Wits graduate directs fashion documentary

Recent Wits urban and regional planning graduate, Francesco Mbele (20), directs Universal Elixir, a behind-the-scenes documentary on a short film come fashion show, Banyoloyi a Bosigo (Ultimate Midnight Angels).  

The short film for Thebe Magugu’s  Autumn/Winter 2021 Paris Fashion Week show works in tandem with his collection Alchemy, described by the designer as an “exploration of the changing face of African Spirituality.” The documentary premiered on Magugu’s YouTube channel on the 25th of March 2021 and the short film on the 2nd of March. 

Shot in the style of 70s Japanese Pink Films, the short film and documentary follow the same unique editing style personal to Francesco’s general  filmmaking aesthetic. He describes the film as a heart-warming, emotive and sincere compliment to the short film. In considering the magnitude of the film for South African fashion, especially “post ’94, we really have to tell our stories, telling the story of how the film was produced was something in its own right, which had to be broadcast to the world” says Francesco. 

Cast members on the third day of filming in looks from Alchemy PHOTO: Francesco Mbele

In discussing location and set, he mentions shooting the river side scenes on the second day at the Cradle Moon Lakeside Game Lodge as challenging. Together with the film’s director, Kristin-Lee Moolman, Francesco works around these challenges with different filming techniques and breaking away from their original vision for the documentary.  

On the third day of shooting, the location was a mine dump in the South West of Johannesburg, which becomes the stage, on which a big battle scene occurs. Francesco climbed and navigated himself around the mounds of yellow and white sand dunes, using the height to his advantage in capturing wonderful long shots the young documentarian loves to shoot.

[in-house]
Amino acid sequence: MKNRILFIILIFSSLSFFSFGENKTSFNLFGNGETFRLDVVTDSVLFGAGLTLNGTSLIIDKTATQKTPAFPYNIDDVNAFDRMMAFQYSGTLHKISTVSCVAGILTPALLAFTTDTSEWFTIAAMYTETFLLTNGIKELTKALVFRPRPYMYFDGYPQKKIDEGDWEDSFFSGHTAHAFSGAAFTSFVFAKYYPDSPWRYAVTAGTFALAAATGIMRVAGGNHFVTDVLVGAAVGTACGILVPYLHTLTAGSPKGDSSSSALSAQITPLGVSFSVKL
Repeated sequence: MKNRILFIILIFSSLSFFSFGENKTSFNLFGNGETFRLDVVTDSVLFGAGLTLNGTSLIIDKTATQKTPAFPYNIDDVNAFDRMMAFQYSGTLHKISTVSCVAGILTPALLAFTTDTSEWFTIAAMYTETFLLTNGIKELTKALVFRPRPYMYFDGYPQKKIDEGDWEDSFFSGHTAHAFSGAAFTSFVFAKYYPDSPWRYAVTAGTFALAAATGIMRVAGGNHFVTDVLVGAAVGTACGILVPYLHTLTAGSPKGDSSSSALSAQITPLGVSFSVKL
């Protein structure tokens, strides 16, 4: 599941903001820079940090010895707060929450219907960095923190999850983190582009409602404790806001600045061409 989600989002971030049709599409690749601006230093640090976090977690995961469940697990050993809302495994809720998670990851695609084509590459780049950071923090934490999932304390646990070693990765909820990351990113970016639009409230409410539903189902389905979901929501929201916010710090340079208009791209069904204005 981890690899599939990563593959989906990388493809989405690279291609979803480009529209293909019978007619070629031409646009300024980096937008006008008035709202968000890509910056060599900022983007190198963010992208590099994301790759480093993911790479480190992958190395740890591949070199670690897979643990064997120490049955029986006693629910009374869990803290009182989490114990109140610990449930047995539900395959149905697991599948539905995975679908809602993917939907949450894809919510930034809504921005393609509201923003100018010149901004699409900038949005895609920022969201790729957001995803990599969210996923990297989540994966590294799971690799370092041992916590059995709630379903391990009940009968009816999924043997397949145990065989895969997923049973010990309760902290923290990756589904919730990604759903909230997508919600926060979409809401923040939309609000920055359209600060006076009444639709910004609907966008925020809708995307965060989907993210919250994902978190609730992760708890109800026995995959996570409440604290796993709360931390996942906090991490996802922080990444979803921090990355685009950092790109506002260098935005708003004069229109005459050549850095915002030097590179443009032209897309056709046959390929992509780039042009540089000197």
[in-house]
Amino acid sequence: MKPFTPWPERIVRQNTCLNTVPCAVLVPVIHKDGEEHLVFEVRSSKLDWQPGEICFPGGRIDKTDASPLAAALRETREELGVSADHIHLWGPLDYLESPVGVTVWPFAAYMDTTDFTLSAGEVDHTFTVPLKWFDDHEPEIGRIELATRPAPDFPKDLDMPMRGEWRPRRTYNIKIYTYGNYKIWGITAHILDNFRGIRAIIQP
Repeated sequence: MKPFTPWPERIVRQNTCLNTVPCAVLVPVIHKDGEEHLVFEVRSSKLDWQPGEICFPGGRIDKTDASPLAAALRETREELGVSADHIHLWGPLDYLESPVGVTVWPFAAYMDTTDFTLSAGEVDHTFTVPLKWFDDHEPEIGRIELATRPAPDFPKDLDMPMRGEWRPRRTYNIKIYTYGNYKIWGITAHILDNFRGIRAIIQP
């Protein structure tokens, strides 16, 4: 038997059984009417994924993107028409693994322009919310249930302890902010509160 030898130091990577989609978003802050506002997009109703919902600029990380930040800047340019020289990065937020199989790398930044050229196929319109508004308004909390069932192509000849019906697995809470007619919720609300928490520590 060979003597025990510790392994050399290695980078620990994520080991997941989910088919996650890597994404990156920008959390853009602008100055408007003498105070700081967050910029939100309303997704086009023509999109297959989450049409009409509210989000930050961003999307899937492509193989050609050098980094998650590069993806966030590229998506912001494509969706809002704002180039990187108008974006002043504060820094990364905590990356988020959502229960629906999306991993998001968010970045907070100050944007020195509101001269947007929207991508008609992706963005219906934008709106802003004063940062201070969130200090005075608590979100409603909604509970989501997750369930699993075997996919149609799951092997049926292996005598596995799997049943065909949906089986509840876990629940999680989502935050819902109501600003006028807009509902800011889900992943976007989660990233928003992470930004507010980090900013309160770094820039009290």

Shot in chronological order, Universal Elixir differs from the progression of events in  Banyoloyi a Bosigo. To differentiate the two, Francesco sequences and edits shots to form a narrative in the documentary that is not relative to the short film. Having worked as a photographer and creative director on previous projects with Magugu, Francesco wanted a position in the background for      this documentary, providing him with a unique viewpoint to “create the story behind the story” concludes Francesco. 

FEATURED IMAGE:  Universal Elixir documentarian Francesco Mbele PHOTO: Francesco Mbele 

Wits News: A workshop on the feature length documentary

[Information taken from Wits News: email wits.news@wits.ac.za]

The South African Guild of Editors (SAGE) and In the Bag – a Wits Film and TV initiative – present a talk by Catherine Meyburgh and Susan Scott, celebrated South African editors and members of SAGE.

Documentary films are known for high shooting ratios. The editor may work through hundreds, even thousands of hours of raw material before arriving at the final film. How does one begin to think of a structure for a feature length documentary?

How do you keep it all organised? Is working on a wildlife documentary different to working on a documentary with human subjects? These are the questions Meyburgh and Scott will consider.


Date: 20 June 2013

Time: 17:30 for 18:00

Venue: The Appollonia, Wits School of Arts